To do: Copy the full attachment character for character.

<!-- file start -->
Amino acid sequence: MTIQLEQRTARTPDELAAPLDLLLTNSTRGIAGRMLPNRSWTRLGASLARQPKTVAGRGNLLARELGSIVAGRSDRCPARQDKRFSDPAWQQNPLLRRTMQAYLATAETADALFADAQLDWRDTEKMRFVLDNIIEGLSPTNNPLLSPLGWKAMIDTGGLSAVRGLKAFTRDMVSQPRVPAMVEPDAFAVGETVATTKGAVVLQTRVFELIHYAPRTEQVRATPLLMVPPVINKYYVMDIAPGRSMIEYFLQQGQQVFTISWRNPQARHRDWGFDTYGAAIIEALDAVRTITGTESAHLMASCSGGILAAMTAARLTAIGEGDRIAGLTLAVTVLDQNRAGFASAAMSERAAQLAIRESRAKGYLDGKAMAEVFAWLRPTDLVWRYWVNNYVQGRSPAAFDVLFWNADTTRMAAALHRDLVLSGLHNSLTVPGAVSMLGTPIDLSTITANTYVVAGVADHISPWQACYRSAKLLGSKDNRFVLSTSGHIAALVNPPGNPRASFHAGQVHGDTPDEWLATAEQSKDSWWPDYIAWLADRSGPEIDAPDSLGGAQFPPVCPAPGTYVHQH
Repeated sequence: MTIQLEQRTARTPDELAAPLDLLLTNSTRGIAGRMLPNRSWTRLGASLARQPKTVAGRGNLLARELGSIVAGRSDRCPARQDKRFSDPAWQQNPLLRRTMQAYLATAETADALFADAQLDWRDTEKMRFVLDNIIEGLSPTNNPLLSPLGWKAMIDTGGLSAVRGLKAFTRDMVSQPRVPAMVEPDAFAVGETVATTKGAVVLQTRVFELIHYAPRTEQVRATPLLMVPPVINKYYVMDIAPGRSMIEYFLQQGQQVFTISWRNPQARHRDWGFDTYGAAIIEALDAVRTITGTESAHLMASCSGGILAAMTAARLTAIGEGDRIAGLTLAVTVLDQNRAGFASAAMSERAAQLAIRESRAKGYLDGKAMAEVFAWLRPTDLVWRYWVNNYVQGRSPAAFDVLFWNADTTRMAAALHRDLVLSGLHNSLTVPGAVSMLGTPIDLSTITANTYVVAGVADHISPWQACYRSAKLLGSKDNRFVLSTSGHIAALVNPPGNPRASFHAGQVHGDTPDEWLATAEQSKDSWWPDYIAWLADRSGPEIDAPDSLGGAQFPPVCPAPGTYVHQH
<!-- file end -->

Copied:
Amino acid sequence: MTIQLEQRTARTPDELAAPLDLLLTNSTRGIAGRMLPNRSWTRLGASLARQPKTVAGRGNLLARELGSIVAGRSDRCPARQDKRFSDPAWQQNPLLRRTMQAYLATAETADALFADAQLDWRDTEKMRFVLDNIIEGLSPTNNPLLSPLGWKAMIDTGGLSAVRGLKAFTRDMVSQPRVPAMVEPDAFAVGETVATTKGAVVLQTRVFELIHYAPRTEQVRATPLLMVPPVINKYYVMDIAPGRSMIEYFLQQGQQVFTISWRNPQARHRDWGFDTYGAAIIEALDAVRTITGTESAHLMASCSGGILAAMTAARLTAIGEGDRIAGLTLAVTVLDQNRAGFASAAMSERAAQLAIRESRAKGYLDGKAMAEVFAWLRPTDLVWRYWVNNYVQGRSPAAFDVLFWNADTTRMAAALHRDLVLSGLHNSLTVPGAVSMLGTPIDLSTITANTYVVAGVADHISPWQACYRSAKLLGSKDNRFVLSTSGHIAALVNPPGNPRASFHAGQVHGDTPDEWLATAEQSKDSWWPDYIAWLADRSGPEIDAPDSLGGAQFPPVCPAPGTYVHQH
Repeated sequence: MTIQLEQRTARTPDELAAPLDLLLTNSTRGIAGRMLPNRSWTRLGASLARQPKTVAGRGNLLARELGSIVAGRSDRCPARQDKRFSDPAWQQNPLLRRTMQAYLATAETADALFADAQLDWRDTEKMRFVLDNIIEGLSPTNNPLLSPLGWKAMIDTGGLSAVRGLKAFTRDMVSQPRVPAMVEPDAFAVGETVATTKGAVVLQTRVFELIHYAPRTEQVRATPLLMVPPVINKYYVMDIAPGRSMIEYFLQQGQQVFTISWRNPQARHRDWGFDTYGAAIIEALDAVRTITGTESAHLMASCSGGILAAMTAARLTAIGEGDRIAGLTLAVTVLDQNRAGFASAAMSERAAQLAIRESRAKGYLDGKAMAEVFAWLRPTDLVWRYWVNNYVQGRSPAAFDVLFWNADTTRMAAALHRDLVLSGLHNSLTVPGAVSMLGTPIDLSTITANTYVVAGVADHISPWQACYRSAKLLGSKDNRFVLSTSGHIAALVNPPGNPRASFHAGQVHGDTPDEWLATAEQSKDSWWPDYIAWLADRSGPEIDAPDSLGGAQFPPVCPAPGTYVHQH